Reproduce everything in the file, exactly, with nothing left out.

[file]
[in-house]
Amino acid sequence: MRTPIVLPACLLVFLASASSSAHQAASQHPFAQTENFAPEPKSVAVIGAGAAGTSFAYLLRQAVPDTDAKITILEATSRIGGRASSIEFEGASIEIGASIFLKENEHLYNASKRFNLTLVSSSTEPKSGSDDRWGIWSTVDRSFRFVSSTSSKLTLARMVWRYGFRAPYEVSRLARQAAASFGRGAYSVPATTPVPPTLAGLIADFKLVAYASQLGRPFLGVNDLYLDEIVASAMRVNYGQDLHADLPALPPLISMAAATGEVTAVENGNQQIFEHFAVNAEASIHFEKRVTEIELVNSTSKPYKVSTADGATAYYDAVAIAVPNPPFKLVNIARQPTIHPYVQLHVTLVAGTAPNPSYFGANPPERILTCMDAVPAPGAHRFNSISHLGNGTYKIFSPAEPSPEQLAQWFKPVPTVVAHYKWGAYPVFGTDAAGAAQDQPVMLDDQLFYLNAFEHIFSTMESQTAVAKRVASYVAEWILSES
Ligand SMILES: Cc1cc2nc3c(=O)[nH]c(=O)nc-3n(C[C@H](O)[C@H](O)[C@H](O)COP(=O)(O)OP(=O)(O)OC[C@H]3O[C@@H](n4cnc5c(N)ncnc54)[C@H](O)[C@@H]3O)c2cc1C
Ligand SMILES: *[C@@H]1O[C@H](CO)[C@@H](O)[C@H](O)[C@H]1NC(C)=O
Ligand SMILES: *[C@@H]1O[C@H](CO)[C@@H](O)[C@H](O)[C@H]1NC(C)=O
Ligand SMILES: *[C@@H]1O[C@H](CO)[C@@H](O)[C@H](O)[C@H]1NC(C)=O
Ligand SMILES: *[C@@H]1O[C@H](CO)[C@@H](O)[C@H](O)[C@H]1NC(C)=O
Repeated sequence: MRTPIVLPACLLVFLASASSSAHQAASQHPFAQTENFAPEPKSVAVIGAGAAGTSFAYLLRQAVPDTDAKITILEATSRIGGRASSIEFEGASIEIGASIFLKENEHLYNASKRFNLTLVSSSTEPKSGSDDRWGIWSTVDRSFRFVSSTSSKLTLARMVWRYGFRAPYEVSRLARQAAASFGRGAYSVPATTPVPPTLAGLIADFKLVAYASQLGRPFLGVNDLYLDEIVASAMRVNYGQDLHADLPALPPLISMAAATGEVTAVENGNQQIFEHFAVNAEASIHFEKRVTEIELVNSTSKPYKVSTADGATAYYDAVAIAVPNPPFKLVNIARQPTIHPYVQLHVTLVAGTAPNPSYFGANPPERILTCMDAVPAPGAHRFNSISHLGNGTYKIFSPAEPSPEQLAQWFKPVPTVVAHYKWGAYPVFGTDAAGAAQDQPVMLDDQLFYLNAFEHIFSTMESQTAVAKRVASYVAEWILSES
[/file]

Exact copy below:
[in-house]
Amino acid sequence: MRTPIVLPACLLVFLASASSSAHQAASQHPFAQTENFAPEPKSVAVIGAGAAGTSFAYLLRQAVPDTDAKITILEATSRIGGRASSIEFEGASIEIGASIFLKENEHLYNASKRFNLTLVSSSTEPKSGSDDRWGIWSTVDRSFRFVSSTSSKLTLARMVWRYGFRAPYEVSRLARQAAASFGRGAYSVPATTPVPPTLAGLIADFKLVAYASQLGRPFLGVNDLYLDEIVASAMRVNYGQDLHADLPALPPLISMAAATGEVTAVENGNQQIFEHFAVNAEASIHFEKRVTEIELVNSTSKPYKVSTADGATAYYDAVAIAVPNPPFKLVNIARQPTIHPYVQLHVTLVAGTAPNPSYFGANPPERILTCMDAVPAPGAHRFNSISHLGNGTYKIFSPAEPSPEQLAQWFKPVPTVVAHYKWGAYPVFGTDAAGAAQDQPVMLDDQLFYLNAFEHIFSTMESQTAVAKRVASYVAEWILSES
Ligand SMILES: Cc1cc2nc3c(=O)[nH]c(=O)nc-3n(C[C@H](O)[C@H](O)[C@H](O)COP(=O)(O)OP(=O)(O)OC[C@H]3O[C@@H](n4cnc5c(N)ncnc54)[C@H](O)[C@@H]3O)c2cc1C
Ligand SMILES: *[C@@H]1O[C@H](CO)[C@@H](O)[C@H](O)[C@H]1NC(C)=O
Ligand SMILES: *[C@@H]1O[C@H](CO)[C@@H](O)[C@H](O)[C@H]1NC(C)=O
Ligand SMILES: *[C@@H]1O[C@H](CO)[C@@H](O)[C@H](O)[C@H]1NC(C)=O
Ligand SMILES: *[C@@H]1O[C@H](CO)[C@@H](O)[C@H](O)[C@H]1NC(C)=O
Repeated sequence: MRTPIVLPACLLVFLASASSSAHQAASQHPFAQTENFAPEPKSVAVIGAGAAGTSFAYLLRQAVPDTDAKITILEATSRIGGRASSIEFEGASIEIGASIFLKENEHLYNASKRFNLTLVSSSTEPKSGSDDRWGIWSTVDRSFRFVSSTSSKLTLARMVWRYGFRAPYEVSRLARQAAASFGRGAYSVPATTPVPPTLAGLIADFKLVAYASQLGRPFLGVNDLYLDEIVASAMRVNYGQDLHADLPALPPLISMAAATGEVTAVENGNQQIFEHFAVNAEASIHFEKRVTEIELVNSTSKPYKVSTADGATAYYDAVAIAVPNPPFKLVNIARQPTIHPYVQLHVTLVAGTAPNPSYFGANPPERILTCMDAVPAPGAHRFNSISHLGNGTYKIFSPAEPSPEQLAQWFKPVPTVVAHYKWGAYPVFGTDAAGAAQDQPVMLDDQLFYLNAFEHIFSTMESQTAVAKRVASYVAEWILSES